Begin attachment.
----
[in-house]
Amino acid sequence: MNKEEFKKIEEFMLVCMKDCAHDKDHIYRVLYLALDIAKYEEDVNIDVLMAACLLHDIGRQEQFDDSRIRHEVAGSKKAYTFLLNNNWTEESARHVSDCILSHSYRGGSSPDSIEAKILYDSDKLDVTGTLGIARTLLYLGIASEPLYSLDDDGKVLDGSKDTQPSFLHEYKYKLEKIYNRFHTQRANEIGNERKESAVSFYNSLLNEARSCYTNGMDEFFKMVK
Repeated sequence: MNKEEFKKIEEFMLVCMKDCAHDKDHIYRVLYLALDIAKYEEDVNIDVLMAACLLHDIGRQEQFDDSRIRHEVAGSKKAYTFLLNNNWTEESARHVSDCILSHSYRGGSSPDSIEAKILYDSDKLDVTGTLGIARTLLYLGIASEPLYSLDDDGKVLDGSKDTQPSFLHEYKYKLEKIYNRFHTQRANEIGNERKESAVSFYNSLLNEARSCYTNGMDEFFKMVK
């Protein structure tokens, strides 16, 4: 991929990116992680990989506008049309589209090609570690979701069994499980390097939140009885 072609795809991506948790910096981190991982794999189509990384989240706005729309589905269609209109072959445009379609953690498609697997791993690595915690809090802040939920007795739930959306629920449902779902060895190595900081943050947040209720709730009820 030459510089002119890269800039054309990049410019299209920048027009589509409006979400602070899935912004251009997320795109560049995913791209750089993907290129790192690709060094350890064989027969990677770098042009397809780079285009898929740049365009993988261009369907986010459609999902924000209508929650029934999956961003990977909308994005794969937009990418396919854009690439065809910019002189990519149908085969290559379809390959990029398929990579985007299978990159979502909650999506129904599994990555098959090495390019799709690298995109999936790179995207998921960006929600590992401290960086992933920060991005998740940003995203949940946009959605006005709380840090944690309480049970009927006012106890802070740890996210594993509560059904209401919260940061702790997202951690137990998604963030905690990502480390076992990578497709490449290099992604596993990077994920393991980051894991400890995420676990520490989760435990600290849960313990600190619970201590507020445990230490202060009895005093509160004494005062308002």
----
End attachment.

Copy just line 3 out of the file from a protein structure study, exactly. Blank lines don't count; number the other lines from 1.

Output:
Repeated sequence: MNKEEFKKIEEFMLVCMKDCAHDKDHIYRVLYLALDIAKYEEDVNIDVLMAACLLHDIGRQEQFDDSRIRHEVAGSKKAYTFLLNNNWTEESARHVSDCILSHSYRGGSSPDSIEAKILYDSDKLDVTGTLGIARTLLYLGIASEPLYSLDDDGKVLDGSKDTQPSFLHEYKYKLEKIYNRFHTQRANEIGNERKESAVSFYNSLLNEARSCYTNGMDEFFKMVK